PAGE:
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Sang Il Lee 3 Articles
Pulmonary
Lobar Bronchial Rupture with Persistent Atelectasis after Blunt Trauma
Jun Hyun Kim, Kyung Woo Kim, Chu Sung Cho, Sang Il Lee, Ji Yeon Kim, Kyung Tae Kim, Won Joo Choe, Jang Su Park, Jung Won Kim
Korean J Crit Care Med. 2014;29(4):344-347.   Published online November 30, 2014
DOI: https://doi.org/10.4266/kjccm.2014.29.4.344
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AbstractAbstract PDF
Rupture limited to the lobar bronchus from blunt trauma is especially rare, and the symptoms are light so diagnosis is difficult. In a patient who visited the hospital complaining of shortness of breath after falling down, atelectasis continued in the chest x-ray. Four days after visiting the hospital, a left upper lobar bronchial rupture was diagnosed through a bronchoscopy and 3 dimensional chest computerized tomography. When diagnosis is delayed in the case of a rupture limited to the lobar bronchus, bronchial obstruction can occur from the formation of granulation tissue, so regular monitoring is important. Therefore, when atelectasis continues after blunt trauma, it is important to differentially diagnose a lobar bronchial rupture through tests such as bronchoscopy.
Vascular Surgery
Guide Wire Entrapment during Central Venous Catheterization
Kyung Woo Kim, Jun Hyun Kim, Se Hyeok Park, Ji Yeon Kim, Sang Il Lee, Kyung Tae Kim, Jang Su Park, Jung Won Kim, Won Joo Choe
Korean J Crit Care Med. 2014;29(2):137-140.   Published online May 31, 2014
DOI: https://doi.org/10.4266/kjccm.2014.29.2.137
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AbstractAbstract PDF
We experienced a case of venous vessel wall entrapment between the introducer needle and the guide wire during an attempt to perform right internal jugular vein (IJV) catheterization. The guide wire was introduced with no resistance but could not be withdrawn. We performed ultrasonography and C-arm fluoroscopy to confirm the entrapment location. We assumed the introducer needle penetrated the posterior vessel wall during the puncture and that only the guide wire entered the vein; an attempt to retract the wire pinched the vein wall between the needle tip and the guide wire. Careful examination with various diagnostic tools to determine the exact cause of entrapment is crucial for reducing catastrophic complications and achieving better outcomes during catheterization procedures.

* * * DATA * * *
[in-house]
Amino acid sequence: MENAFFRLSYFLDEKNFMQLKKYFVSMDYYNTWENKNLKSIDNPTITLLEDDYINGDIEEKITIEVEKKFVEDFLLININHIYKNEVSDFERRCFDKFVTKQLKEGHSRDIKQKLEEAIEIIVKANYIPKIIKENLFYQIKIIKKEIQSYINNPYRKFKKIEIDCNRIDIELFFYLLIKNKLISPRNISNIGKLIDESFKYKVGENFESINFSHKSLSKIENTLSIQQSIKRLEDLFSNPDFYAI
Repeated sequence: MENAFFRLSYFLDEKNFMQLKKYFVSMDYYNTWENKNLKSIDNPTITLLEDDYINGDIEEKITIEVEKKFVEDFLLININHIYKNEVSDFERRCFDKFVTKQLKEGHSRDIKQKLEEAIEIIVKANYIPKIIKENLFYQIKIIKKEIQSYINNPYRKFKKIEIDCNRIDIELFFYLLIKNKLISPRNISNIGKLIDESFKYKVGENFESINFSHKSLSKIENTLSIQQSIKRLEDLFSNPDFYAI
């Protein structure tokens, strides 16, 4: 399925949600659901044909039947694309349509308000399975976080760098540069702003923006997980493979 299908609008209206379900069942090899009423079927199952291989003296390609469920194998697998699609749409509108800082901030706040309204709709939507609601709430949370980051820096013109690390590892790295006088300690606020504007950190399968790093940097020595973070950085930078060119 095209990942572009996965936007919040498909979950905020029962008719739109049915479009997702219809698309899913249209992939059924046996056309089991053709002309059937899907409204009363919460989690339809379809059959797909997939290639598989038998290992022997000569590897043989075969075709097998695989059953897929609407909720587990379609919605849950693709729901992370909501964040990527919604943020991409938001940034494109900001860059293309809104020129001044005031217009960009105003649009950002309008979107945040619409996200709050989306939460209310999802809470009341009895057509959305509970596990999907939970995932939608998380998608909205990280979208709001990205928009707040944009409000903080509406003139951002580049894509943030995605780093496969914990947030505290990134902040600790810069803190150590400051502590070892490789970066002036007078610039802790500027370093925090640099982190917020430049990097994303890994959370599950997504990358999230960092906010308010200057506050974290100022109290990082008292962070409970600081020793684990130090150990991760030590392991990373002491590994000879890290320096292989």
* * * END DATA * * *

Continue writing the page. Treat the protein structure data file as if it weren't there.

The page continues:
Blunt Splenic Injury by Gunshot
Young Hoon Sul, Sang Il Lee, Kwang Sik Cheon, Jae Young Moon, Jun Wan Lee, In Sang Song
Korean J Crit Care Med. 2013;28(4):340-343.
DOI: https://doi.org/10.4266/kjccm.2013.28.4.340
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AbstractAbstract PDF
Trauma is frequently not purely penetrating or purely blunt. Such mixed trauma can result from the mechanism of injury. Recently, we encountered a patient who accidentally shot himself with a shotgun. He had a 15 x 8-cm-sized penetrating injury on left flank that did not penetrate into the peritoneal cavity and a blunt splenic injury with hemoperitoneum. Surgical and interventional treatments were performed for each injury. We present this case with a review of the related literature.

ACC : Acute and Critical Care